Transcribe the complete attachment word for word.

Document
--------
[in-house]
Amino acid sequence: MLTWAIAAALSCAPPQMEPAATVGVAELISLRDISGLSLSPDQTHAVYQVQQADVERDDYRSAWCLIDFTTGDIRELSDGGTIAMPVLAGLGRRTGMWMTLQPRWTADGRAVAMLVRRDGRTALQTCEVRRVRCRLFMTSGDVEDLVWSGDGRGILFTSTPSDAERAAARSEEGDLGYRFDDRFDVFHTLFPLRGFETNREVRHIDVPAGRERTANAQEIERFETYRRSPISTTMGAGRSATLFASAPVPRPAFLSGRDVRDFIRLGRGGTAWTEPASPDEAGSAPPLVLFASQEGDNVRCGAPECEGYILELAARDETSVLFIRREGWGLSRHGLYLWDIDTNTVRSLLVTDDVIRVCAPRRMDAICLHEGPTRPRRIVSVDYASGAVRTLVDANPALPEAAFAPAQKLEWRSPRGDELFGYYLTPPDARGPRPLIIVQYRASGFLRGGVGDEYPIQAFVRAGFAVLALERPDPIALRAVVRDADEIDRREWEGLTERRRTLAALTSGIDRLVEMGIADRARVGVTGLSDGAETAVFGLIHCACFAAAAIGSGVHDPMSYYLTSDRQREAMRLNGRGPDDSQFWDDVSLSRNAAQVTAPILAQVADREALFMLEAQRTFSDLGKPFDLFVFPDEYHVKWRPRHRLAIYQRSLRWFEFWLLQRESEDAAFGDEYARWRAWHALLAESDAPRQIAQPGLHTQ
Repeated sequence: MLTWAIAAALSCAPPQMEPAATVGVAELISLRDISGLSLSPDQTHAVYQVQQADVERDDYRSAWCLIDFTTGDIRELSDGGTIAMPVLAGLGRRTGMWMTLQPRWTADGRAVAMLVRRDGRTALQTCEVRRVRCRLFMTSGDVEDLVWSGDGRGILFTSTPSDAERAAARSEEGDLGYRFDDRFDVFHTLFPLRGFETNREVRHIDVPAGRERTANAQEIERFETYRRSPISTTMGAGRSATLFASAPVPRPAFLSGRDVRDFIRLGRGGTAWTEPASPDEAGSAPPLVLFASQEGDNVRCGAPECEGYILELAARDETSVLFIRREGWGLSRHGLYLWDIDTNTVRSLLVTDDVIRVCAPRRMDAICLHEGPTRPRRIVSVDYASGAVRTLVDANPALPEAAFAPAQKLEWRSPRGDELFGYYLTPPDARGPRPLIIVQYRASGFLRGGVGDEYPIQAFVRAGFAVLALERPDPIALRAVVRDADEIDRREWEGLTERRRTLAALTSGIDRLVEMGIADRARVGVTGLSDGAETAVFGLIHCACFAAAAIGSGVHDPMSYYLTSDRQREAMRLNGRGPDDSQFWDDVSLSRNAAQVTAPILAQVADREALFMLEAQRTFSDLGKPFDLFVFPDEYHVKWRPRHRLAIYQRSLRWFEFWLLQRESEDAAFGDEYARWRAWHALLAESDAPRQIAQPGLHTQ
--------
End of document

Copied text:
[in-house]
Amino acid sequence: MLTWAIAAALSCAPPQMEPAATVGVAELISLRDISGLSLSPDQTHAVYQVQQADVERDDYRSAWCLIDFTTGDIRELSDGGTIAMPVLAGLGRRTGMWMTLQPRWTADGRAVAMLVRRDGRTALQTCEVRRVRCRLFMTSGDVEDLVWSGDGRGILFTSTPSDAERAAARSEEGDLGYRFDDRFDVFHTLFPLRGFETNREVRHIDVPAGRERTANAQEIERFETYRRSPISTTMGAGRSATLFASAPVPRPAFLSGRDVRDFIRLGRGGTAWTEPASPDEAGSAPPLVLFASQEGDNVRCGAPECEGYILELAARDETSVLFIRREGWGLSRHGLYLWDIDTNTVRSLLVTDDVIRVCAPRRMDAICLHEGPTRPRRIVSVDYASGAVRTLVDANPALPEAAFAPAQKLEWRSPRGDELFGYYLTPPDARGPRPLIIVQYRASGFLRGGVGDEYPIQAFVRAGFAVLALERPDPIALRAVVRDADEIDRREWEGLTERRRTLAALTSGIDRLVEMGIADRARVGVTGLSDGAETAVFGLIHCACFAAAAIGSGVHDPMSYYLTSDRQREAMRLNGRGPDDSQFWDDVSLSRNAAQVTAPILAQVADREALFMLEAQRTFSDLGKPFDLFVFPDEYHVKWRPRHRLAIYQRSLRWFEFWLLQRESEDAAFGDEYARWRAWHALLAESDAPRQIAQPGLHTQ
Repeated sequence: MLTWAIAAALSCAPPQMEPAATVGVAELISLRDISGLSLSPDQTHAVYQVQQADVERDDYRSAWCLIDFTTGDIRELSDGGTIAMPVLAGLGRRTGMWMTLQPRWTADGRAVAMLVRRDGRTALQTCEVRRVRCRLFMTSGDVEDLVWSGDGRGILFTSTPSDAERAAARSEEGDLGYRFDDRFDVFHTLFPLRGFETNREVRHIDVPAGRERTANAQEIERFETYRRSPISTTMGAGRSATLFASAPVPRPAFLSGRDVRDFIRLGRGGTAWTEPASPDEAGSAPPLVLFASQEGDNVRCGAPECEGYILELAARDETSVLFIRREGWGLSRHGLYLWDIDTNTVRSLLVTDDVIRVCAPRRMDAICLHEGPTRPRRIVSVDYASGAVRTLVDANPALPEAAFAPAQKLEWRSPRGDELFGYYLTPPDARGPRPLIIVQYRASGFLRGGVGDEYPIQAFVRAGFAVLALERPDPIALRAVVRDADEIDRREWEGLTERRRTLAALTSGIDRLVEMGIADRARVGVTGLSDGAETAVFGLIHCACFAAAAIGSGVHDPMSYYLTSDRQREAMRLNGRGPDDSQFWDDVSLSRNAAQVTAPILAQVADREALFMLEAQRTFSDLGKPFDLFVFPDEYHVKWRPRHRLAIYQRSLRWFEFWLLQRESEDAAFGDEYARWRAWHALLAESDAPRQIAQPGLHTQ